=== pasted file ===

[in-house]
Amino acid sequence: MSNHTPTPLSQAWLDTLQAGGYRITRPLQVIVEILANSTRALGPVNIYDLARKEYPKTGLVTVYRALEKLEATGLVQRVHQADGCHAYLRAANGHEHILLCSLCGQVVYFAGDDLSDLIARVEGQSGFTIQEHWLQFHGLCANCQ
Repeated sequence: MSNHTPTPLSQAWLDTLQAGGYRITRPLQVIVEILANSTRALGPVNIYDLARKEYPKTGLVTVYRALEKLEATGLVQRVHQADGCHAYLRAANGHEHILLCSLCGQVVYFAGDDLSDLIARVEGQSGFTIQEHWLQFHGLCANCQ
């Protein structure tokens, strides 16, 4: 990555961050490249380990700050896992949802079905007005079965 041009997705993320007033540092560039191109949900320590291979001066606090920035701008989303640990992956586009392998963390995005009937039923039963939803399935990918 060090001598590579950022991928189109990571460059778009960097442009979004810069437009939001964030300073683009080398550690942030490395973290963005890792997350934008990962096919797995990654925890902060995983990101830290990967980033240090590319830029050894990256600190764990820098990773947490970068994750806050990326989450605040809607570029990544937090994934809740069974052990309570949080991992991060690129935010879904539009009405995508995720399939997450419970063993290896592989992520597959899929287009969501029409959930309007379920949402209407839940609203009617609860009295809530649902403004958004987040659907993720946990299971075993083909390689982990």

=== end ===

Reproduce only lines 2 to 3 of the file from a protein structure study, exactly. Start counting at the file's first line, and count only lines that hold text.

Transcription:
Amino acid sequence: MSNHTPTPLSQAWLDTLQAGGYRITRPLQVIVEILANSTRALGPVNIYDLARKEYPKTGLVTVYRALEKLEATGLVQRVHQADGCHAYLRAANGHEHILLCSLCGQVVYFAGDDLSDLIARVEGQSGFTIQEHWLQFHGLCANCQ
Repeated sequence: MSNHTPTPLSQAWLDTLQAGGYRITRPLQVIVEILANSTRALGPVNIYDLARKEYPKTGLVTVYRALEKLEATGLVQRVHQADGCHAYLRAANGHEHILLCSLCGQVVYFAGDDLSDLIARVEGQSGFTIQEHWLQFHGLCANCQ